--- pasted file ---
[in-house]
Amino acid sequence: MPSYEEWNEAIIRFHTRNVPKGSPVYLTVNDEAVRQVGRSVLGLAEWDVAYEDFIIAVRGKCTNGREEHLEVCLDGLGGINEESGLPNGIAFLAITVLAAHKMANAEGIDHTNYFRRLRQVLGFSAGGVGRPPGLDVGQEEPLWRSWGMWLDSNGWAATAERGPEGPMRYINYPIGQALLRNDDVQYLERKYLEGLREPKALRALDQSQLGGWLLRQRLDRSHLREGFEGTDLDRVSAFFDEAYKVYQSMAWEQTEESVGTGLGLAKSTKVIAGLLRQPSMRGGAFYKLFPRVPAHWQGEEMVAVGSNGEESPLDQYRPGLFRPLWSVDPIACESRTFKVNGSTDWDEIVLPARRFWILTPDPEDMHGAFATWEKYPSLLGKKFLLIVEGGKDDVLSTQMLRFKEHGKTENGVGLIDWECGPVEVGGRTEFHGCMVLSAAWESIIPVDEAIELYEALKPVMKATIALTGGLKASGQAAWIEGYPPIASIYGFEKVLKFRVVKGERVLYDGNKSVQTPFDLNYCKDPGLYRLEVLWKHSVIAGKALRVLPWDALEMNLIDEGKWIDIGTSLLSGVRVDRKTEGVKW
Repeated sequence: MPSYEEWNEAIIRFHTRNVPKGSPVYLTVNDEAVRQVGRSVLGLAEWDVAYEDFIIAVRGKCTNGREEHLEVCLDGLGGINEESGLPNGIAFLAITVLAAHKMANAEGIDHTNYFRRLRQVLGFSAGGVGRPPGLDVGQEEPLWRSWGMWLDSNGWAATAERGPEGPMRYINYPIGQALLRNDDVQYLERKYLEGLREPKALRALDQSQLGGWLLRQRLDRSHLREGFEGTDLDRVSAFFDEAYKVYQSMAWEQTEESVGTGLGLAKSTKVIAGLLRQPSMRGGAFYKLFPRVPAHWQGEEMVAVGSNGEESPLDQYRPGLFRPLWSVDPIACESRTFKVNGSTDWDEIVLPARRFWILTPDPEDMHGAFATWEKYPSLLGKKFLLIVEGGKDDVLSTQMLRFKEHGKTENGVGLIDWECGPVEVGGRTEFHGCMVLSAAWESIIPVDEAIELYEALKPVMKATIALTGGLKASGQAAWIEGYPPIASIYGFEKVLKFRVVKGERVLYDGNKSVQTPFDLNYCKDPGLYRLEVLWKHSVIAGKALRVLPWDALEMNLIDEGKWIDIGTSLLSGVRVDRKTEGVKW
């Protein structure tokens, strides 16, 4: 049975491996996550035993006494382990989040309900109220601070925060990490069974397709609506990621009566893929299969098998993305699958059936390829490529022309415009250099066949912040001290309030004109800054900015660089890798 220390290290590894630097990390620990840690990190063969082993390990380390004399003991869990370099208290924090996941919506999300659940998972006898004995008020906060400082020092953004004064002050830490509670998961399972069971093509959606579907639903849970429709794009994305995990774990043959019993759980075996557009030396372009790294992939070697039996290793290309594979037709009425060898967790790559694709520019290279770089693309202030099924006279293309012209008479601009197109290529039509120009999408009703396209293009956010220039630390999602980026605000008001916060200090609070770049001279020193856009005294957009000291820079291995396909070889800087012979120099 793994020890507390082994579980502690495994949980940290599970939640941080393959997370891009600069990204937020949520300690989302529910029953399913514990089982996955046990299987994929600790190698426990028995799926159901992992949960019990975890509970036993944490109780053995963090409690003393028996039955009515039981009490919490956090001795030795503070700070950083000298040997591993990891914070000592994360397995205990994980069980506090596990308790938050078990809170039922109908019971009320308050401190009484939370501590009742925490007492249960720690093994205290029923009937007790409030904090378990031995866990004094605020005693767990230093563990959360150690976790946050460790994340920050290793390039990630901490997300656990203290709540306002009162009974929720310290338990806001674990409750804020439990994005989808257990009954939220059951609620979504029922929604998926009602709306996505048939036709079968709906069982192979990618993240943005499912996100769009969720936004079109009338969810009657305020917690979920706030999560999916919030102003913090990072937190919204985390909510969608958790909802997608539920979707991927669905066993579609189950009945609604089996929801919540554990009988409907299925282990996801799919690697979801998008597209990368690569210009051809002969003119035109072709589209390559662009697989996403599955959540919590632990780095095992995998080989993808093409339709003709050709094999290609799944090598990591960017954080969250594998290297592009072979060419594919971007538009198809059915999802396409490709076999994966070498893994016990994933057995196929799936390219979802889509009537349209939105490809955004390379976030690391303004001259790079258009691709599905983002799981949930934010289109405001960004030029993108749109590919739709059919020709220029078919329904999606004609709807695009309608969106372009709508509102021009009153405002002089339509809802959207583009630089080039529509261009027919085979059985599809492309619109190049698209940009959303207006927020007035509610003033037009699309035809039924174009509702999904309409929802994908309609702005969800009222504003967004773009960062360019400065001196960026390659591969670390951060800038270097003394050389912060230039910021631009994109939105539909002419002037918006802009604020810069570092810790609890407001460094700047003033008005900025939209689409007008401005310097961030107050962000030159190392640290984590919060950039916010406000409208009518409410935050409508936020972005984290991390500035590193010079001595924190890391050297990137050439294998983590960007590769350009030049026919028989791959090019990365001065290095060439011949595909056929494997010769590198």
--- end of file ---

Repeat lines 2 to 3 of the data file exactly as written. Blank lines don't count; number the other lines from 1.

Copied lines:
Amino acid sequence: MPSYEEWNEAIIRFHTRNVPKGSPVYLTVNDEAVRQVGRSVLGLAEWDVAYEDFIIAVRGKCTNGREEHLEVCLDGLGGINEESGLPNGIAFLAITVLAAHKMANAEGIDHTNYFRRLRQVLGFSAGGVGRPPGLDVGQEEPLWRSWGMWLDSNGWAATAERGPEGPMRYINYPIGQALLRNDDVQYLERKYLEGLREPKALRALDQSQLGGWLLRQRLDRSHLREGFEGTDLDRVSAFFDEAYKVYQSMAWEQTEESVGTGLGLAKSTKVIAGLLRQPSMRGGAFYKLFPRVPAHWQGEEMVAVGSNGEESPLDQYRPGLFRPLWSVDPIACESRTFKVNGSTDWDEIVLPARRFWILTPDPEDMHGAFATWEKYPSLLGKKFLLIVEGGKDDVLSTQMLRFKEHGKTENGVGLIDWECGPVEVGGRTEFHGCMVLSAAWESIIPVDEAIELYEALKPVMKATIALTGGLKASGQAAWIEGYPPIASIYGFEKVLKFRVVKGERVLYDGNKSVQTPFDLNYCKDPGLYRLEVLWKHSVIAGKALRVLPWDALEMNLIDEGKWIDIGTSLLSGVRVDRKTEGVKW
Repeated sequence: MPSYEEWNEAIIRFHTRNVPKGSPVYLTVNDEAVRQVGRSVLGLAEWDVAYEDFIIAVRGKCTNGREEHLEVCLDGLGGINEESGLPNGIAFLAITVLAAHKMANAEGIDHTNYFRRLRQVLGFSAGGVGRPPGLDVGQEEPLWRSWGMWLDSNGWAATAERGPEGPMRYINYPIGQALLRNDDVQYLERKYLEGLREPKALRALDQSQLGGWLLRQRLDRSHLREGFEGTDLDRVSAFFDEAYKVYQSMAWEQTEESVGTGLGLAKSTKVIAGLLRQPSMRGGAFYKLFPRVPAHWQGEEMVAVGSNGEESPLDQYRPGLFRPLWSVDPIACESRTFKVNGSTDWDEIVLPARRFWILTPDPEDMHGAFATWEKYPSLLGKKFLLIVEGGKDDVLSTQMLRFKEHGKTENGVGLIDWECGPVEVGGRTEFHGCMVLSAAWESIIPVDEAIELYEALKPVMKATIALTGGLKASGQAAWIEGYPPIASIYGFEKVLKFRVVKGERVLYDGNKSVQTPFDLNYCKDPGLYRLEVLWKHSVIAGKALRVLPWDALEMNLIDEGKWIDIGTSLLSGVRVDRKTEGVKW